• Often cold hands and feet
  • Erratic appetite and digestion
  • Sensitive to wind
  • Displays remarkable mental agility
  • Very creative 
  • Possess very active minds
  • Always brimming with innovative ideas 
  • Boundless enthusiasm but gets exhausted very fast

Signs Vata Dosha is out of balance:

  • Extreme roughness of skin
  • Pain, pinching, shivering, or tremor sensation
  • Delirium
  • Vertigo
  • Horripilation (goose bumps)
  • Astringent taste in the mouth
  • Sound in ear
  • Red or brown coloration of the body
  • Digestion issues like bloating, constipation, and gas
  • Frequent joint pain with cracking sounds
  • Onset of osteoarthritis, brittle bones 
  • Difficulty falling asleep or insomnia
  • May experience increased levels of fear, anxiety, restlessness
  • Struggle with decision-making

What are good Ayurvedic practices and treatments for Vata Dosha?

Warmth, grounding, and moisture are key elements in balancing Vata Dosha. Establishing a routine, eating warm, oily, and nourishing foods, and incorporating grounding activities such as yoga and meditation can be beneficial. Ayurvedic treatments such as Abhyanga (massage with warm oil), Shirodhara (pouring warm oil on the forehead), and Sudation therapy are often recommended to calm and balance Vata Dosha. These treatments help to nourish the nervous system and promote relaxation. Creating a calm and peaceful environment, protecting oneself from cold and wind, and getting enough rest are also important.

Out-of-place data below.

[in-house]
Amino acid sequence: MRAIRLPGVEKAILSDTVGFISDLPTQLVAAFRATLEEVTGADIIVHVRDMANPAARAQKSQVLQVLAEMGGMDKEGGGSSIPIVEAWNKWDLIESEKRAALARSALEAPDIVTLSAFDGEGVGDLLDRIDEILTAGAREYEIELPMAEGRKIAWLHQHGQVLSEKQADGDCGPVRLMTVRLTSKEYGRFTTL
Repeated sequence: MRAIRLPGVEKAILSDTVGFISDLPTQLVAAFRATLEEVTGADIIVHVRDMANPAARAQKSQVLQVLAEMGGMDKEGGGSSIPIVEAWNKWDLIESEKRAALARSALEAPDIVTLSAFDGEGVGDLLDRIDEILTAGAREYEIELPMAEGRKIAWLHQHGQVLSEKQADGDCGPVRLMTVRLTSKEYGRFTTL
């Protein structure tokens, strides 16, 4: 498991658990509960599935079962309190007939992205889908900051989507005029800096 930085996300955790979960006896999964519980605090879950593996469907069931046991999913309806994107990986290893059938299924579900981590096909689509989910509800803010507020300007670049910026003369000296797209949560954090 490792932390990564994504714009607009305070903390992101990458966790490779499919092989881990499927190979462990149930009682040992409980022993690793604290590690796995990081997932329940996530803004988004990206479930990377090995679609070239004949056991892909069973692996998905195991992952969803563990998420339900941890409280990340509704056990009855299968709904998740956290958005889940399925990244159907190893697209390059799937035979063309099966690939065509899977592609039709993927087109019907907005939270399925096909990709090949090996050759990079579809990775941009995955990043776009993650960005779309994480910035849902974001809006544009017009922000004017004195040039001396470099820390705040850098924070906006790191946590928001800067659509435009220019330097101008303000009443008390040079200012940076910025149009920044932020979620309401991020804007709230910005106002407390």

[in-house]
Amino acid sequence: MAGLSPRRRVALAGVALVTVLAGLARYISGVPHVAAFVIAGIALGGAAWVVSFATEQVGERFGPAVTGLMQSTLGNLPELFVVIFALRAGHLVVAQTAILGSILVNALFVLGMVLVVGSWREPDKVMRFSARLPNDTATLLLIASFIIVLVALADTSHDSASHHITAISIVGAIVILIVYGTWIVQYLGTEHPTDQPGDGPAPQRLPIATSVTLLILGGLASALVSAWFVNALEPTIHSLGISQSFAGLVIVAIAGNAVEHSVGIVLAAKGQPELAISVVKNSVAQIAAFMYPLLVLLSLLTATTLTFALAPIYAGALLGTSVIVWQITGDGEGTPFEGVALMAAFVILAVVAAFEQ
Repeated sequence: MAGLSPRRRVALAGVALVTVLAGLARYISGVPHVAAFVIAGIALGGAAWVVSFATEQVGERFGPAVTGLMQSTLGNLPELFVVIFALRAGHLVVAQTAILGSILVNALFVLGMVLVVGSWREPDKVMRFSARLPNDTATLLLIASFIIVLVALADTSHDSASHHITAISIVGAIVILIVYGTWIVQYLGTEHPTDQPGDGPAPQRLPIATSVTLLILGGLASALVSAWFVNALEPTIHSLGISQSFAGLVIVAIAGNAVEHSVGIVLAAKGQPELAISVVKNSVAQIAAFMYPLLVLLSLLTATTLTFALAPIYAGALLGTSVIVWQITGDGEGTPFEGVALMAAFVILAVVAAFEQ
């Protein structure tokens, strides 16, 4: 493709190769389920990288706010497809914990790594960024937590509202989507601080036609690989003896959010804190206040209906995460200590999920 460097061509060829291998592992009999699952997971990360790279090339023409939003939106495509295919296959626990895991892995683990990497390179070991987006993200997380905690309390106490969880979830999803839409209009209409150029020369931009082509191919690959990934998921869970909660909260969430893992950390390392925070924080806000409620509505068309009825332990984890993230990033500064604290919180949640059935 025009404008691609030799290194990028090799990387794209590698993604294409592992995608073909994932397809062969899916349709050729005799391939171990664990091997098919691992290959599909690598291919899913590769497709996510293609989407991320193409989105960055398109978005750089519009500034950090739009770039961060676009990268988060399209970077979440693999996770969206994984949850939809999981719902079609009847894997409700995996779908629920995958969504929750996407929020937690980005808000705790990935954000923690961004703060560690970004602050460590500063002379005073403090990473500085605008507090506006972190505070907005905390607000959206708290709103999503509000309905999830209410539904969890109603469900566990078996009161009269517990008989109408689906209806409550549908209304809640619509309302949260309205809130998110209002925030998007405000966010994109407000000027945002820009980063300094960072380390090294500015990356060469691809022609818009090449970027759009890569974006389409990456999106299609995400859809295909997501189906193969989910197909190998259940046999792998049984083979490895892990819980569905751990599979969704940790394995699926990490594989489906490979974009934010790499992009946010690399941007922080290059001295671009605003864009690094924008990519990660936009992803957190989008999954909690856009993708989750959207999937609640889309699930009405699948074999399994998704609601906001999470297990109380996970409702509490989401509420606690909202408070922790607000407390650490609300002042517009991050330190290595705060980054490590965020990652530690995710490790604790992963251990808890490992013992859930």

Pitta Dosha

Pitta is made up of the elements of fire and water. Often described as the energy of transformation, this Ayurvedic Dosha is associated with qualities such as heat, sharpness, and intensity. The fire element is the source of heat and energy associated with transformation. Water is the stabilizing element, and it helps to keep the intensity of heat in check. In nature, Pitta is represented by the sun, fire, and water. The sun is a source of heat and energy, just like Pitta.

Qualities of Pitta and manifestations in the mind-body

Oily: Keeps skin glowing; balances dryness; emulsifies food for proper digestion 

Sharp: Breaks down ingested food into small particles for metabolization; develops a sharp memory with critical thinking ability

Hot: Maintains body temperature

Light: Brings clarity in mind; boosts confidence 

Acidic: Impart distinct acidic smell to sweat, urine, blood and bile

Spreading: Converts solid food into homogenized liquid, which aids digestion and smooth flow through the body channels

Functions of Pitta in the mind-body system